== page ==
by John Buchan
Edited by Kate Macdonald
Part of the Oxford World's Classics series
In Greenmantle (1916) Richard Hannay, hero of The Thirty-Nine Steps, travels across war-torn Europe in search of a German plot and an Islamic Messiah.
He is joined by three more of Buchan's heroes: Peter Pienaar, the old Boer Scout; John S.
Blenkiron, the American determined to fight the Kaiser; and Sandy Arbuthnot, Greenmantle himself, modelled on Lawrence of Arabia.
The intrepid four move in disguise through Germany to Constantinople and the Russian border to face their enemies - the grotesque Stumm and the evil beauty of Hilda von Einem.
In this classic espionage adventure Buchan shows his mastery of the thriller and the Stevensonian romance, and also his enormous knowledge of world politics before and during the First World War.
This edition illuminates for the first time the many levels beneath the stirring plot and romantic characters.
ABOUT THE SERIES: For over 100 years Oxford World's Classics has made available the widest range of literature from around the globe. Each affordable volume reflects Oxford's commitment to scholarship, providing the most accurate text plus a wealth of other valuable features, including expert introductions by leading authorities, helpful notes to clarify the text, up-to-date bibliographies for further study, and much more.
- Format: Paperback
- Pages: 320 pages
- Publisher: Oxford University Press
- Publication Date: 13/11/2008
- Category: Classic fiction (pre c 1945)
- ISBN: 9780199537853
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Review by findantonia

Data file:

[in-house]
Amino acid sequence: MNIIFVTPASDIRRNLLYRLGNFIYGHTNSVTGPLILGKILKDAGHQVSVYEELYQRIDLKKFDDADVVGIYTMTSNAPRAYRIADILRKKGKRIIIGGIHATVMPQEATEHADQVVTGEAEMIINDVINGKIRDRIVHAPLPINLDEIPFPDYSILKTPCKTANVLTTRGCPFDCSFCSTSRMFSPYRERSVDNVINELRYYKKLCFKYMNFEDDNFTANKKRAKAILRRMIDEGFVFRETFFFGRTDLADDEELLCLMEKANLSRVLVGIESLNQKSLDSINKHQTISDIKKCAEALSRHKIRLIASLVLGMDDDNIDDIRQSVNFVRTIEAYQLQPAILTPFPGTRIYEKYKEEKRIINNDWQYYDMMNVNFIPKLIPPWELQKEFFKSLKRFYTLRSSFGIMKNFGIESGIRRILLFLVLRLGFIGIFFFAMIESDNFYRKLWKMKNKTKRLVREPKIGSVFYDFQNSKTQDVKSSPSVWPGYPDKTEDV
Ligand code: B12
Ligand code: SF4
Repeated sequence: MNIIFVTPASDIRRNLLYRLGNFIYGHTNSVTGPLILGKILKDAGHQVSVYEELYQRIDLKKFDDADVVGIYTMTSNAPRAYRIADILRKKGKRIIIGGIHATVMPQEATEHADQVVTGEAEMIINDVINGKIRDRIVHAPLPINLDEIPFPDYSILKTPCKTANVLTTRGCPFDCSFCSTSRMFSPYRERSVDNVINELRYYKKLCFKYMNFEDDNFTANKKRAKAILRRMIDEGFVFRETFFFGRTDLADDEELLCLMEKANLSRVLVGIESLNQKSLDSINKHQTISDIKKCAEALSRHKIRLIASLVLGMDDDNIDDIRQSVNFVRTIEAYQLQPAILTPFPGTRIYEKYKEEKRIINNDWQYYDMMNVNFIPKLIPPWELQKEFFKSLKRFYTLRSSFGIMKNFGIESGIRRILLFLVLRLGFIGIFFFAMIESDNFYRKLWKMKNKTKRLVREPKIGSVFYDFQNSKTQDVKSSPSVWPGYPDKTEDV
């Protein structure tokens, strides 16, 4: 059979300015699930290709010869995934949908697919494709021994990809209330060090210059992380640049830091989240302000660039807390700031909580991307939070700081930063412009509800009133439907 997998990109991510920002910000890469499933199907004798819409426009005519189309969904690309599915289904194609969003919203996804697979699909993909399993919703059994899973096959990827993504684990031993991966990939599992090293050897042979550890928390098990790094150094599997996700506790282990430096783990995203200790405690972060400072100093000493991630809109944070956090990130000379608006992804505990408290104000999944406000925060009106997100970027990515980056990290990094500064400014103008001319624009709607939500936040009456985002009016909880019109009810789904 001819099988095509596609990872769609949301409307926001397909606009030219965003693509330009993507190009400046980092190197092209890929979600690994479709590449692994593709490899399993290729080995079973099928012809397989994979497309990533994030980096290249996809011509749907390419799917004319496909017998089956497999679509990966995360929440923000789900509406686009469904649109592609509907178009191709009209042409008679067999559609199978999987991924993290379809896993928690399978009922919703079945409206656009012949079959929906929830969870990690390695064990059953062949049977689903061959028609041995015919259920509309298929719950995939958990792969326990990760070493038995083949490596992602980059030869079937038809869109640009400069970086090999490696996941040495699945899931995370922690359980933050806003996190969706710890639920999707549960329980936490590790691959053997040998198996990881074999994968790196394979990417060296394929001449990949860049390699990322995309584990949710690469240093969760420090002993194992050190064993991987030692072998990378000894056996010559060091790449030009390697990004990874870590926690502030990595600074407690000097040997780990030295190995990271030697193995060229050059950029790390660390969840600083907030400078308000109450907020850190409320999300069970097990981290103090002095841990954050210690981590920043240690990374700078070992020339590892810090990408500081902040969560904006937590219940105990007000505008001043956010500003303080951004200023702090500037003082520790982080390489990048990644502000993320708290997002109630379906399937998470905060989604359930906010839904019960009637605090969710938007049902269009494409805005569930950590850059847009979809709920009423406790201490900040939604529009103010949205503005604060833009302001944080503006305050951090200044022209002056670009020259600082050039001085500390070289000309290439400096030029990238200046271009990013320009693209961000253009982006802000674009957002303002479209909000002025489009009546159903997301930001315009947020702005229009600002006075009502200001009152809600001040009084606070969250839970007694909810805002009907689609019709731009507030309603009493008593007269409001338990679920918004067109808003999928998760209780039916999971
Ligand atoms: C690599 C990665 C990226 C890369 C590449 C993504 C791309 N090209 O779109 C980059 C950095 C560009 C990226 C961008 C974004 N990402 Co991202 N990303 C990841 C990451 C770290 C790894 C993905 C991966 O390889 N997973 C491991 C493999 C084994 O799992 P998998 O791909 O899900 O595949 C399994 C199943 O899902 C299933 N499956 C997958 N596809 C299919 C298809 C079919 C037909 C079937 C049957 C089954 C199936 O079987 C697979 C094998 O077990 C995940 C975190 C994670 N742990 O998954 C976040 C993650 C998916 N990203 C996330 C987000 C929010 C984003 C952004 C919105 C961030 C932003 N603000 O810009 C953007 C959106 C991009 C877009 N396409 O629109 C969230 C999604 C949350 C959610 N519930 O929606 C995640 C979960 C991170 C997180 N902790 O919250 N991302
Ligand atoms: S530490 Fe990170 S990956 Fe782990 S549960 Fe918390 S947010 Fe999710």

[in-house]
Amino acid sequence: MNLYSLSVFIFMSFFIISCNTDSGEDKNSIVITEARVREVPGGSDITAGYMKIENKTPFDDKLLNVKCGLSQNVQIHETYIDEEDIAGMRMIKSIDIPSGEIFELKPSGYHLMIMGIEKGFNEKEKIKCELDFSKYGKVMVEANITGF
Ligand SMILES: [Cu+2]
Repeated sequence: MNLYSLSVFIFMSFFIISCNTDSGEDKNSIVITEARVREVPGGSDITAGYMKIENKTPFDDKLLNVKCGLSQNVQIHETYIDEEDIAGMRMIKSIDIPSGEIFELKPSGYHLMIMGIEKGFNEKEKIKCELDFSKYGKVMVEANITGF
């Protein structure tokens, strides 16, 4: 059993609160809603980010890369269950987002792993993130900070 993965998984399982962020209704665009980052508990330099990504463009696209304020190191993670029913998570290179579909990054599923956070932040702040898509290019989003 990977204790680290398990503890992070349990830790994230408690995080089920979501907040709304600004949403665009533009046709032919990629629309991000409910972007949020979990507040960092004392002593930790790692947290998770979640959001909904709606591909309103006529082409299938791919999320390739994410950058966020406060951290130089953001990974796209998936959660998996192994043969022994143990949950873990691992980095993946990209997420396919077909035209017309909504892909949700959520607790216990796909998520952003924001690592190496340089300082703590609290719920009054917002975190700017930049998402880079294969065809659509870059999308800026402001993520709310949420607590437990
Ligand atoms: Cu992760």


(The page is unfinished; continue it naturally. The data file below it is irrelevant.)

Buchan had a fascinating career before his early death. Always a prolific writer, who worked In publishing at first, he authored a history of the WW1 at its inception, then worked in intelligence during the war, eventually becoming Director of Intelligence at the new British Ministry of Information. When the war ended he rewrote the background history, incorporating it into a four volume History of the Great War. He was friends with both Aubrey Herbert and T.E. Lawrence, and a composite of the two is thought to be the basis of one character in this 1916 work. A ideal background for a writer of WW1 spy stories, surely. I was fascinated by the detailed discussion of late Nineteenth and early Twentieth Century Middle East power gaming and politics, and views of the geared-up WW1 German War Machine, particularly given the relevance of that local history and culture to today's wars and volatile areas. Not having read up on WW1 south of the Med during school or come across useful background in other fiction, the issue of control of the Middle East as a key, possibly critical tipping point in WW1 now appears to have be unhelpfully ignored except among war history buffs.Unfortunately warning is needed that it is occasionally tainted by the contemporary attitudes to indigenous African populations, which arise largely through the odd colloquialism and the fallout of fallout of main character Hannay's background of living in South Africa with the Boer. If, as with Shakespeare or other writers of previous centuries, it is possible to wince through those now-unacceptable contemporary attitudes, the book is rather interesting and worth reading, though lacking the flow of The 29 Steps, I thought. It is again a very episodic work and I regretted that the characters are dispersed for so much of it. I'm still processing my reaction but on balance I found it an interesting rather than satisfying read, so, together with the bigotry issue which really got my hackles up, I'm tending to a harsh rating. I'm hanging on to the book though.